Another year, another time to gripe about the Academy Awards.
Nominations came out today, and while most of them are well-earned, there are obviously a few movies, actors, and filmmakers who were clearly snubbed for reasons we’ll never know. In previous years where I’ve written about the Oscars, I would build up to an infuriating rage about the Academy for not recognizing deserving filmmakers in either one category or another. Perhaps the biggest snub as far as nominations I’ve ever experienced is when The Dark Knight wasn’t nominated for best picture in 2009. Or when Ben Affleck wasn’t nominated for best director for Argo in 2013. Or when The Lego Movie wasn’t nominated for best animated feature just last year. I don’t know. Roll the dice and tell me which is the worst. There’s lots to pick from.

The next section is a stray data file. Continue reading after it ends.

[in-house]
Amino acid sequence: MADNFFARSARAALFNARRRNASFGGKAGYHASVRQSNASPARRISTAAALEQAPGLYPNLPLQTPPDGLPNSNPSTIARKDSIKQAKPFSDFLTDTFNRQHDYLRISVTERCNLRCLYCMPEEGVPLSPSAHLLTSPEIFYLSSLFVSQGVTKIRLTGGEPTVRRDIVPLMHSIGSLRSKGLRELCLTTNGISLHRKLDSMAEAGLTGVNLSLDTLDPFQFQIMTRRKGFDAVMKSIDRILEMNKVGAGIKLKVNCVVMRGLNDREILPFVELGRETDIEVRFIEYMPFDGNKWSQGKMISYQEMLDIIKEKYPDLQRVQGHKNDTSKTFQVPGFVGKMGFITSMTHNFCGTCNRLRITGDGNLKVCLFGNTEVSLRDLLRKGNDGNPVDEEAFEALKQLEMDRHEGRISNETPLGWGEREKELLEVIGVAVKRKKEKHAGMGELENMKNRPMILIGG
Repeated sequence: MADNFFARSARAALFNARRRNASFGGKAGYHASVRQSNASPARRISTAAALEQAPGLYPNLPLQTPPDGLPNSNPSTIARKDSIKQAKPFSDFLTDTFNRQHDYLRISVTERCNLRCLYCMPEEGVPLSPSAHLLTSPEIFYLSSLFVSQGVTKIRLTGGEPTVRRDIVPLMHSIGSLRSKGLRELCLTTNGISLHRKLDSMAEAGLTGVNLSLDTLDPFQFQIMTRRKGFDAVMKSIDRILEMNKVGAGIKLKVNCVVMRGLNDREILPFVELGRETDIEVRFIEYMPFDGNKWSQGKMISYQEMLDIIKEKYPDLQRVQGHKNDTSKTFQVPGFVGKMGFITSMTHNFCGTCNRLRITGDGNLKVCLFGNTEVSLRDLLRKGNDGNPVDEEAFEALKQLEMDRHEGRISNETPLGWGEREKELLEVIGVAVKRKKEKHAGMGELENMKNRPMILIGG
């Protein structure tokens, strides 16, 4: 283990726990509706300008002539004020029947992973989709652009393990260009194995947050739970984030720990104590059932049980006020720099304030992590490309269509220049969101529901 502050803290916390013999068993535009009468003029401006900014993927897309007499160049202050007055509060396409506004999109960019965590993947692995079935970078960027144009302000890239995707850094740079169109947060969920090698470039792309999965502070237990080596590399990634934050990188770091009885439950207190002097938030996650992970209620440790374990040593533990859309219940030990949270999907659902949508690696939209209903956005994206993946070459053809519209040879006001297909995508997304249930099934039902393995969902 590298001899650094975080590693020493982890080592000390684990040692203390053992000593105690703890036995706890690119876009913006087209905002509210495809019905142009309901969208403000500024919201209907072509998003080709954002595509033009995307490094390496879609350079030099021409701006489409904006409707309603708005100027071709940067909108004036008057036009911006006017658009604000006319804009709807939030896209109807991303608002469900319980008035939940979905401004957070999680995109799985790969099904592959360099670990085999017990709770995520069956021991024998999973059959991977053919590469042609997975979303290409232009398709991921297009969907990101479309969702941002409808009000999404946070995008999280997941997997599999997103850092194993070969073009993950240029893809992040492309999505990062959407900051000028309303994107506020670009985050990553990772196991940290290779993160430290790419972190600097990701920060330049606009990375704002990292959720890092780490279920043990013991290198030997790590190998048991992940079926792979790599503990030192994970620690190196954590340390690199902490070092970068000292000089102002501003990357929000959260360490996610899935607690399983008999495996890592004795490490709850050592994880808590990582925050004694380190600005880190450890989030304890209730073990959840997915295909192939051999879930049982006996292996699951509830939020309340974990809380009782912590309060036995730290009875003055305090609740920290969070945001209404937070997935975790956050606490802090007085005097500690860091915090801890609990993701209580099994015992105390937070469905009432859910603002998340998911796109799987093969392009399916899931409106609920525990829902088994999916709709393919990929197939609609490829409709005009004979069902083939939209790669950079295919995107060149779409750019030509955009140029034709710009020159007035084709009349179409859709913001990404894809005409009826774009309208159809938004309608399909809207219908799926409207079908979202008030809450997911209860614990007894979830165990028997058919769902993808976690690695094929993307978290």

This year, I’m a little more relaxed in my frustration. No, I don’t care less. The anger has just exhausted me, and in venting my emotions towards the Academy and their repeated negligence year after year, I’ve become so tired about it that it took away from my energy towards appreciating the year’s best films. So this year, I’m going to calmly state my perceptions towards this year’s Academy Award nominations. I will keep my cool for most of these, but there are a few nominees where it will be just impossible to keep my self-control in check.